Tuesday, March 12, 2013

Scars (Part 1)

A few days ago I read a post by professional triathlete Kim Schwabenbauer about scars. It got me thinking about my scars and what they mean to me. I didn't get my scars playing when I was a child. I got them from events that changed my life at the time, and consequently they hold a lot of meaning to me.

The first scar I got was when I was 2 (3?). My preschool went to visit the Little Land of the Ponies in Gettysburg. Because I was so young I don't remember much from this trip other than a pony named Ariel and wanting to feed the various animals that were there. Not knowing any better (aka there were no signs saying not to), I fed a zebra. Big mistake. The zebra seemed to think my finger was a much better snack than whatever I paid 25 cents to actually feed him. My mom told me that she yanked my finger out of the zebra's mouth, not knowing if there would be a finger left. Luckily for me there was no damage other than needing stitches. Out of my five scars this one is the least significant to me but probably my favorite. What two year old gets bit by a zebra?! In Gettysburg no less.

I got my next scar at swim practice during my junior year of high school. I was at swim practice and was kicked by the girl swimming in front of me. I remember stopping in the middle of the pool to scream after it happened. I then finished practice, assuming I had only broken my finger. My swim coach was not the type to let you make excuses for anything. After practice was over we did dryland training. I was riding a stationary bike in tears when my coach came over and yelled at me to be more like Lance Armstrong. One of my other coaches came over and saw how swollen my finger was and told me I needed to go to the hospital. But I didn't. I planned on going to the orthopedic urgent care center where a friend's dad worked the next day.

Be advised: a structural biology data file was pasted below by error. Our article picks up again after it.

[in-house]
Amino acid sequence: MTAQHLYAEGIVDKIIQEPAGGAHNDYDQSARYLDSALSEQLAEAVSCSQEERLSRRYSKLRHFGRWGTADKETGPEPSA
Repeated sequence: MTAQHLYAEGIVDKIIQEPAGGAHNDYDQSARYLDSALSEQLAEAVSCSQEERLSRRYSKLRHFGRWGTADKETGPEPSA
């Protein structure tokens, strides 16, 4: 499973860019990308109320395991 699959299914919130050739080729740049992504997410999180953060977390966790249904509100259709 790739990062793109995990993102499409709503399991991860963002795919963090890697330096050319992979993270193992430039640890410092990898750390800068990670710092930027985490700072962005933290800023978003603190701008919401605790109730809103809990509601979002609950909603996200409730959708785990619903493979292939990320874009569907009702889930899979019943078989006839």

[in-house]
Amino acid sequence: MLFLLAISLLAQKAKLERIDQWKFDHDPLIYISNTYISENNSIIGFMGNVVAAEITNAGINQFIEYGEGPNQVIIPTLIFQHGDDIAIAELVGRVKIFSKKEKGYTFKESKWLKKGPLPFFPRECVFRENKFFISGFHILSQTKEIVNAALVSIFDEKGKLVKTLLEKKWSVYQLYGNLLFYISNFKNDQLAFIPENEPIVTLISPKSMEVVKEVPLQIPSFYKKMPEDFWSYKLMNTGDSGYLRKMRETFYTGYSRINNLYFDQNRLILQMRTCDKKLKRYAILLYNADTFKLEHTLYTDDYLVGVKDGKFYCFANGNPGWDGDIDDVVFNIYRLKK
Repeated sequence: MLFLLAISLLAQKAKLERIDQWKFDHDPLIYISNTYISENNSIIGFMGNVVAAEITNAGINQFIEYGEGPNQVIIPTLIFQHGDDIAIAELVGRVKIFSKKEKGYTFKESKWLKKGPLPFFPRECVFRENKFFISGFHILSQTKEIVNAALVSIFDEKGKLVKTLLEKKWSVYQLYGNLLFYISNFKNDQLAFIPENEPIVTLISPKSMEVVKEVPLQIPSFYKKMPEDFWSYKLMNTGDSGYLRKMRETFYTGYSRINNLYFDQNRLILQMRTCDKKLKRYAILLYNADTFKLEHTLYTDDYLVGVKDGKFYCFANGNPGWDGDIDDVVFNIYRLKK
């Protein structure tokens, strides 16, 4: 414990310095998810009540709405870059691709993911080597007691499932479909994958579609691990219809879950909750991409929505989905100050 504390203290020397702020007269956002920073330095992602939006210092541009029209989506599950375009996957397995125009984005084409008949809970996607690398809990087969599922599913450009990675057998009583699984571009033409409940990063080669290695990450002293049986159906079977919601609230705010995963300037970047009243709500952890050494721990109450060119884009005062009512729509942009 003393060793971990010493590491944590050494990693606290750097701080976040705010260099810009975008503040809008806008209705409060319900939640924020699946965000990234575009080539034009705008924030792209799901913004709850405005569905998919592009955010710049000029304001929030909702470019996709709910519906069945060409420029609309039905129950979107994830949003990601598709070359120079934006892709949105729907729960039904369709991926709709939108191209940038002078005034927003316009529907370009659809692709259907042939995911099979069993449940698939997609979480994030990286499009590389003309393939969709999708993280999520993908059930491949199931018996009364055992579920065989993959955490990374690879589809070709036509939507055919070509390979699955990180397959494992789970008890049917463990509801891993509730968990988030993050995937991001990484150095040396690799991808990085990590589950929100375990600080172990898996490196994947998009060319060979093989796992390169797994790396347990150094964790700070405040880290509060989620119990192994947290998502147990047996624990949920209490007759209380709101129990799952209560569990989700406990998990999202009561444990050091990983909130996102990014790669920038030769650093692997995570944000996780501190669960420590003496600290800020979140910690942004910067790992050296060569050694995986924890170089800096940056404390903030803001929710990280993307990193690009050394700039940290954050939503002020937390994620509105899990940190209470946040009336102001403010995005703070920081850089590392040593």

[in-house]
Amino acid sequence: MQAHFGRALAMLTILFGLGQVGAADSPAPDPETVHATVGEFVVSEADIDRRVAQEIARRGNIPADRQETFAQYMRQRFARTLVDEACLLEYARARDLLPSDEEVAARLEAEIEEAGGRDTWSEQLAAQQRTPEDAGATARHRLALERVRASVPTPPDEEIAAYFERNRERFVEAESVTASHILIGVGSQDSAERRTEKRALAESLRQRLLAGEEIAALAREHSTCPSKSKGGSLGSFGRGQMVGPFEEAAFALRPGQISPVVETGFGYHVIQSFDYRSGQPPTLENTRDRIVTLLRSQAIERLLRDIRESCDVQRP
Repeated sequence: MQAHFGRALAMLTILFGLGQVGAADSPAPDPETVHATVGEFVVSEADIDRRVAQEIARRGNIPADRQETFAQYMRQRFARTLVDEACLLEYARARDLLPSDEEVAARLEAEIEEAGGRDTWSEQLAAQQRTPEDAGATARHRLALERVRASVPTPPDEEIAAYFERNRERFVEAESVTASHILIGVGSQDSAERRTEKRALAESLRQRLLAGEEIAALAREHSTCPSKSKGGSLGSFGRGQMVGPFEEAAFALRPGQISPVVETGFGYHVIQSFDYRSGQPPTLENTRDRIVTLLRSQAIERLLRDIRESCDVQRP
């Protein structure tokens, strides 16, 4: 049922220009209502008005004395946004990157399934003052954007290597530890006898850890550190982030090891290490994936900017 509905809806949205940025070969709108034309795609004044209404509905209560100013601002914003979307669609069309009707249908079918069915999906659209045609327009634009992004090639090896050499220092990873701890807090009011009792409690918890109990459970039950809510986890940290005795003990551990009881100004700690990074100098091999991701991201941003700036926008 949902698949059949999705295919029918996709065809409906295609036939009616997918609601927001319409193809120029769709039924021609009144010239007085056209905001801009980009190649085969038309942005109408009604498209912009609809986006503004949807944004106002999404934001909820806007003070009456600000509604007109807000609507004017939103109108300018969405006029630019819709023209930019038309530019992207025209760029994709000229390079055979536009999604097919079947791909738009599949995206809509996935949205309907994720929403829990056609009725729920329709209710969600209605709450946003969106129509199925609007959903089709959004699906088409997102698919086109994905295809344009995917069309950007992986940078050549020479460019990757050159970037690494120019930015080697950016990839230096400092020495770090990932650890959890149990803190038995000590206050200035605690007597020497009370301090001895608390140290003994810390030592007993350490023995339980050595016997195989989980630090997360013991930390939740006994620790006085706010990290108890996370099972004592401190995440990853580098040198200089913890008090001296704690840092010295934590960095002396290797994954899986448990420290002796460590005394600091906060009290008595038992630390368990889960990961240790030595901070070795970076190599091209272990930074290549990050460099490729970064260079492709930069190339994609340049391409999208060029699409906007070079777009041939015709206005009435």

While there the doctor that saw me (not my friend's dad) wanted to try to manually set my finger. At that point I didn't even really know what was wrong but I knew that was a bad idea. Once my friend's dad looked at the x-ray he sent me to a hand specialist about an hour away because there was a lot of damage. We went there that day. By then I was starting to realize that something was really wrong. When the nurses walked me in and asked my pain level I, for the first time ever, said "10." After looking at the x-rays the doctor told me that I had crushed all of the bones, ligaments, and tendons in my finger, and that I needed surgery at the end of the week. I was devastated.

After the surgery the doctor told me that I may never be able to make a first again. I had no idea what this meant for my swimming but I did everything I could to ensure that my career was not over. I later learned that my finger was as good as amputated before the surgery. Scary stuff. After a month, however, I was back in the pool with my finger in a neat little brace. I had to swim in my own lane so that my finger wouldn't get hit.

What my scar looks like today

Now, more than four years later, it is hard to tell that anything ever happened to my finger. There is a pretty large scar (for a finger) and the knuckle is a bit enlarged but at first glance these things are not very noticeable. What's also not noticeable is the pin holding my finger together.

This is my favorite scar. It feels like a part of me. I know it wasn't a life threatening injury, but it definitely changed my life at the time. During those months after the surgery I worked harder than I ever had before to get back into decent shape before nationals. I never would have thought it was possible at the time of the surgery but I ended up dropping time in my best events. I knew my hard work paid off. This scar reminds me that I am a fighter and I have overcome injury before. I know if I want something and I work hard the sky is the limit.

Stay tuned for part 2! 
How did you get your scars? Do they hold a lot of meaning to you?

No comments :

Post a Comment